Big changes are happening to the political landscape. Could this be the beginning of the end for Democracy in Europe? Are we being ushered into the new age of the Technate as a last-ditch attempt at saving free market Capitalism? It is far too early to tell, and I am certainly no expert in the subject, but I feel this is something we must strive to understand, and quickly, before it is too late to stop what may have been already set in motion.

Italy and Greece have now had their democratically elected governments removed, and in their place Technocratic administrations have been imposed, to make the “unpopular” decisions required to rescue their respective economies. Milanese students took to the streets yesterday to protest against this unelected “bankers’ government”. Police responded by charging the students with batons. In Athens too, violence broke out in protest against the new unity government, as thousands of demonstrators and anarchists met with thousands of police officers armed with “stun grenades”. “Down with the government of socialists, conservatives and fascists,” a protester’s banner said. Greece’s third largest party, the Communists, and the smaller leftist Syriza party have pledged to fight to bring down the government to prevent further cuts, in a country mired in a deep recession since 2008.

When I imagine a world run by Technocrats enforcing strict economic restraints, I am reminded of George Lucas’s Kafkaesque debut feature, THX 1138 – a dystopian nightmare vision in which human emotion is controlled through government-administered narcotics, where names are replaced by codes, people become numbers and every aspect of life is run to a stringent budget. The film is extremely cogent and leaves a lasting impression, akin to that of Huxley’s Brave New World or Terry Gilliam’s outstanding feature film, Brazil. It highlights the inhumanity, latent within bureaucratic systems of control, the dangers of totalitarianism and the fragility of freedom. But surely the fledgling Technocracies of Italy and Greece will be very different from this bleak cinematic experience? Surely this sort of dark fantasy could not be actualized in 21st Century Europe? What happens when you forcibly remove Democracy, does freedom vanish overnight? Are we on the brink of something sinister?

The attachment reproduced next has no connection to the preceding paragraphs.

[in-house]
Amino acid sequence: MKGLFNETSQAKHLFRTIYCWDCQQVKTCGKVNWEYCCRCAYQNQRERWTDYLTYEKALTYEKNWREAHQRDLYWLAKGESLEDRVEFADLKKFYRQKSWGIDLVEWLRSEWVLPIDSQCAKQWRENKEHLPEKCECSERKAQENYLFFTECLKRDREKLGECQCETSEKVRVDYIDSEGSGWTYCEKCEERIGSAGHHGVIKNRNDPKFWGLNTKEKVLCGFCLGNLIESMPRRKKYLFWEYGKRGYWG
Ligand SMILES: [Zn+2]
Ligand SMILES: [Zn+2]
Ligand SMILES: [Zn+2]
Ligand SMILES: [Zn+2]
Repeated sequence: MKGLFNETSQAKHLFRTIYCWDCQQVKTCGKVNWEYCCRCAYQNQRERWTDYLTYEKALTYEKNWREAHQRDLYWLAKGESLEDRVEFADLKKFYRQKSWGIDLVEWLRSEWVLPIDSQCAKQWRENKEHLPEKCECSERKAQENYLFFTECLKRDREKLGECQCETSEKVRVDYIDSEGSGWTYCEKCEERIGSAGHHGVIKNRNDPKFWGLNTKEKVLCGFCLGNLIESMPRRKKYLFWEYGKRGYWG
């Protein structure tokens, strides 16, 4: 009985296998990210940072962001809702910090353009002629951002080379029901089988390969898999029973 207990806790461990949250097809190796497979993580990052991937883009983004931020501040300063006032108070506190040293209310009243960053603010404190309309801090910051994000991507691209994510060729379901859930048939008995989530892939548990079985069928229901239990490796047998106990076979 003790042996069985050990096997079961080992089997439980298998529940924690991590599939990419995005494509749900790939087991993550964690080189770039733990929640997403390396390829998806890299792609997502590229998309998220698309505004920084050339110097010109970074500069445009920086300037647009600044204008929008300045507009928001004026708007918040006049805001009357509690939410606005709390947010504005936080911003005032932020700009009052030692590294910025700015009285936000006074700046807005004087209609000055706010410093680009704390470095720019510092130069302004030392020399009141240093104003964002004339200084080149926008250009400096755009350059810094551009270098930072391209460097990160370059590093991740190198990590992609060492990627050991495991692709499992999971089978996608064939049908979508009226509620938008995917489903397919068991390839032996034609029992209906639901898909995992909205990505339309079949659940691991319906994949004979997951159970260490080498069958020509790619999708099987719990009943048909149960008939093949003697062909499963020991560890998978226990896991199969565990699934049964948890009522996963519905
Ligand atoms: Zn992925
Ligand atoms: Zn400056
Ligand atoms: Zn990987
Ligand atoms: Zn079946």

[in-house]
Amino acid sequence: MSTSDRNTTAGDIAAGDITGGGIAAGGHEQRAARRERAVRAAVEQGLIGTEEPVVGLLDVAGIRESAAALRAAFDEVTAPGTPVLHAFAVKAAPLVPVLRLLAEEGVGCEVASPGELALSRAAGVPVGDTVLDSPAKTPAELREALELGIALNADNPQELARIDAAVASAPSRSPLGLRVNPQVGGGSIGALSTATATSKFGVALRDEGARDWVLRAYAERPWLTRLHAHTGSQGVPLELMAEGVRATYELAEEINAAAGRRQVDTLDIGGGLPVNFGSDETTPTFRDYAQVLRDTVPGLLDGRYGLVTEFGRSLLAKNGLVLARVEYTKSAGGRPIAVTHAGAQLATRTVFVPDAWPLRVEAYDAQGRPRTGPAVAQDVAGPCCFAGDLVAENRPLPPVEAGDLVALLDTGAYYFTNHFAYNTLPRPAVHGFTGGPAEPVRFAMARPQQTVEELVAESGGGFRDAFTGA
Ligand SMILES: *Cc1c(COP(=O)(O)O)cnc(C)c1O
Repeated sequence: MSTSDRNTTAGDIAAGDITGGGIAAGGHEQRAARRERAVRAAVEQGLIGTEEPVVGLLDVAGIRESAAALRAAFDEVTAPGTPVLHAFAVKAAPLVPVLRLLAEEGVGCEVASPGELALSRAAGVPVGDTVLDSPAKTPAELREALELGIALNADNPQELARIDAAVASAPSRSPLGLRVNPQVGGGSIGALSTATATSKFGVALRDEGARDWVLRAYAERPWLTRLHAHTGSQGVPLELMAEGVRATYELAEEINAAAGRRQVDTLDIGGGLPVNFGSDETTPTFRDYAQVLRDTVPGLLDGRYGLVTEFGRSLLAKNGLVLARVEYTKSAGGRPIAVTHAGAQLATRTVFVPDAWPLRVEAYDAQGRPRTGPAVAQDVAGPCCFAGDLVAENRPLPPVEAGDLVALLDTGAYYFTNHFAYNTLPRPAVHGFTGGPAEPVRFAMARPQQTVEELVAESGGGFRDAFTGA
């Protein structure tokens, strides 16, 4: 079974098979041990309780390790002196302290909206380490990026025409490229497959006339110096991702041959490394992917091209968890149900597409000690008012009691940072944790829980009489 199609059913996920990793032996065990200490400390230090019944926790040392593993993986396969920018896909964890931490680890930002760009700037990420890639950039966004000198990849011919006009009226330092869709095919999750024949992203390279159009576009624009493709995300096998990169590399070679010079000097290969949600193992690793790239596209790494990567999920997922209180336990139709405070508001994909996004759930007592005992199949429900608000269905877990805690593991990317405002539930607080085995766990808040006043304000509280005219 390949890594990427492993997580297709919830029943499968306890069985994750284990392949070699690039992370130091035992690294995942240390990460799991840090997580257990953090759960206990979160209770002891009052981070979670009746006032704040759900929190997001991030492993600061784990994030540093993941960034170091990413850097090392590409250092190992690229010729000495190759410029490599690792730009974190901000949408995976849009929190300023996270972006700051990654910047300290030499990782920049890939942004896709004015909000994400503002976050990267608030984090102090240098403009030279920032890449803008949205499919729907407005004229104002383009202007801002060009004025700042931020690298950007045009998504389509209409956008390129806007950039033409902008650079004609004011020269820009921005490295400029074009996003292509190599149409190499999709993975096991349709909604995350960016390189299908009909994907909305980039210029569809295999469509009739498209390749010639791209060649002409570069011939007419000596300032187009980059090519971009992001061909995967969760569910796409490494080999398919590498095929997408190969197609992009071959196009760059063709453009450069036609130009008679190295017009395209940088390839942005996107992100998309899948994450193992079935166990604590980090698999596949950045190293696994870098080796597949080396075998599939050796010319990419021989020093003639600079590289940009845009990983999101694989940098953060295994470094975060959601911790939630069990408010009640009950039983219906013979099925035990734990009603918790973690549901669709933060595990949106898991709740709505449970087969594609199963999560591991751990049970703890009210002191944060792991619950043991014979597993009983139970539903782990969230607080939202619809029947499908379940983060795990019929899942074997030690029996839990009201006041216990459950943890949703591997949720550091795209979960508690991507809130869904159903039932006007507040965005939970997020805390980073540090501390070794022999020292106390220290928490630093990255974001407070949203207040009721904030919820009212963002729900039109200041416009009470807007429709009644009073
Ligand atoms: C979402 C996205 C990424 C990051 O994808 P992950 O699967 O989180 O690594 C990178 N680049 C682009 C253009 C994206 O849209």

While THX 1138 certainly raises important issues and warns us of the potential dangers of such systems, it could just as easily be seen to be an overly simplistic and overtly sensationalist critique of Soviet Communism – and while this agenda may do nothing to undermine the legitimacy of its harrowing message, because of this bias we cannot rely on it, in any way, to tell us about the true nature of Technocracy.

So what the hell is Technocracy? It is a concept few people understand.

According to the fountain of knowledge that is Wikipedia,  Technocracy is a form of government where important decisions are made by scientists and experts, rather than elected politicians.

Technocracy is a form of government where technical experts are in control of decision making in their respective fields. Engineersscientistshealth professionals, and those who have knowledge, expertise or skills would compose the governing body. In a technocracy, decision makers would be selected based upon how knowledgeable and skillful they are in their field.

Technical and leadership skills would be selected through bureaucratic processes on the basis of specialized knowledge and performance, rather than democratic election by those without such knowledge or skill deemed necessary. Some forms of technocracy are envisioned as a form of meritocracy, a system where the “most qualified” and those who decide the validity of qualifications are the same people. Other forms have been described as not being an oligarchic human group of controllers, but rather administration by discipline-specific science, ostensibly without the influence of special interest groups.[1]

As of 2011, Italy has a technocratic goverment – see Monti Cabinet.